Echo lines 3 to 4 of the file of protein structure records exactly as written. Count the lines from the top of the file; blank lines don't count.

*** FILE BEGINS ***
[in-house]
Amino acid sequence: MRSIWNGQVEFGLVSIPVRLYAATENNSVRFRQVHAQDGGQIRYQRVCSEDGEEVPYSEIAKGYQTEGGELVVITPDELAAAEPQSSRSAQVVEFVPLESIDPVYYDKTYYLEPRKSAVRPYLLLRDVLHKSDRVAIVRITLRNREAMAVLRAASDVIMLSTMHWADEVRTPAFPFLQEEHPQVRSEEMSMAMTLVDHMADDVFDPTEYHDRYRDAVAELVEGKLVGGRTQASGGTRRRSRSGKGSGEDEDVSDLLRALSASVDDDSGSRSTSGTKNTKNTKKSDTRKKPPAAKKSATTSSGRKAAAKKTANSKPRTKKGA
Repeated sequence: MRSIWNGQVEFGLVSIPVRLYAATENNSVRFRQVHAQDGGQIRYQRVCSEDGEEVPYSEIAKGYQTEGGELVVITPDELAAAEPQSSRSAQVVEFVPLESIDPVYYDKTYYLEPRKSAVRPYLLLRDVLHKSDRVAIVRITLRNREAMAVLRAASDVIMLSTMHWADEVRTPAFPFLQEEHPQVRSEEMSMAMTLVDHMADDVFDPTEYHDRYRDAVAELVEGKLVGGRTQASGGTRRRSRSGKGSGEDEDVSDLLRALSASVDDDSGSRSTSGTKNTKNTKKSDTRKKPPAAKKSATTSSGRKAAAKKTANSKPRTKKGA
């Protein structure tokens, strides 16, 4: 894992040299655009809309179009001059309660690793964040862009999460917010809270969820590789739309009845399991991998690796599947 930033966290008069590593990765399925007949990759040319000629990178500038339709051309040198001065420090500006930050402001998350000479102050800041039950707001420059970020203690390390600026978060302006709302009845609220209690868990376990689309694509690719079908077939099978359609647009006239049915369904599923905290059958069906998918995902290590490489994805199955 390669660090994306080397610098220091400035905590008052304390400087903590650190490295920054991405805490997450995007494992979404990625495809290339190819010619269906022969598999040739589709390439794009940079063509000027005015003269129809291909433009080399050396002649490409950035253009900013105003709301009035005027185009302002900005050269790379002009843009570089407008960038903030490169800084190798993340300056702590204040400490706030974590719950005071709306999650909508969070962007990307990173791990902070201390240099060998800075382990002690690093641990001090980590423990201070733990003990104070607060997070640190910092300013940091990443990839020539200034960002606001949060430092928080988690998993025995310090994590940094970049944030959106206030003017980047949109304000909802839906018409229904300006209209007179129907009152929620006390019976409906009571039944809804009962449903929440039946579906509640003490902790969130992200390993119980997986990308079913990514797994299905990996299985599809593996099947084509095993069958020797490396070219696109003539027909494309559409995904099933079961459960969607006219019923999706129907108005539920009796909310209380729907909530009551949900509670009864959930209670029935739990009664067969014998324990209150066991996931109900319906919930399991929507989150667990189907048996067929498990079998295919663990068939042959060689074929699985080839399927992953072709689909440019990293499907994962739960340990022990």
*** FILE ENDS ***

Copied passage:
Repeated sequence: MRSIWNGQVEFGLVSIPVRLYAATENNSVRFRQVHAQDGGQIRYQRVCSEDGEEVPYSEIAKGYQTEGGELVVITPDELAAAEPQSSRSAQVVEFVPLESIDPVYYDKTYYLEPRKSAVRPYLLLRDVLHKSDRVAIVRITLRNREAMAVLRAASDVIMLSTMHWADEVRTPAFPFLQEEHPQVRSEEMSMAMTLVDHMADDVFDPTEYHDRYRDAVAELVEGKLVGGRTQASGGTRRRSRSGKGSGEDEDVSDLLRALSASVDDDSGSRSTSGTKNTKNTKKSDTRKKPPAAKKSATTSSGRKAAAKKTANSKPRTKKGA
């Protein structure tokens, strides 16, 4: 894992040299655009809309179009001059309660690793964040862009999460917010809270969820590789739309009845399991991998690796599947 930033966290008069590593990765399925007949990759040319000629990178500038339709051309040198001065420090500006930050402001998350000479102050800041039950707001420059970020203690390390600026978060302006709302009845609220209690868990376990689309694509690719079908077939099978359609647009006239049915369904599923905290059958069906998918995902290590490489994805199955 390669660090994306080397610098220091400035905590008052304390400087903590650190490295920054991405805490997450995007494992979404990625495809290339190819010619269906022969598999040739589709390439794009940079063509000027005015003269129809291909433009080399050396002649490409950035253009900013105003709301009035005027185009302002900005050269790379002009843009570089407008960038903030490169800084190798993340300056702590204040400490706030974590719950005071709306999650909508969070962007990307990173791990902070201390240099060998800075382990002690690093641990001090980590423990201070733990003990104070607060997070640190910092300013940091990443990839020539200034960002606001949060430092928080988690998993025995310090994590940094970049944030959106206030003017980047949109304000909802839906018409229904300006209209007179129907009152929620006390019976409906009571039944809804009962449903929440039946579906509640003490902790969130992200390993119980997986990308079913990514797994299905990996299985599809593996099947084509095993069958020797490396070219696109003539027909494309559409995904099933079961459960969607006219019923999706129907108005539920009796909310209380729907909530009551949900509670009864959930209670029935739990009664067969014998324990209150066991996931109900319906919930399991929507989150667990189907048996067929498990079998295919663990068939042959060689074929699985080839399927992953072709689909440019990293499907994962739960340990022990």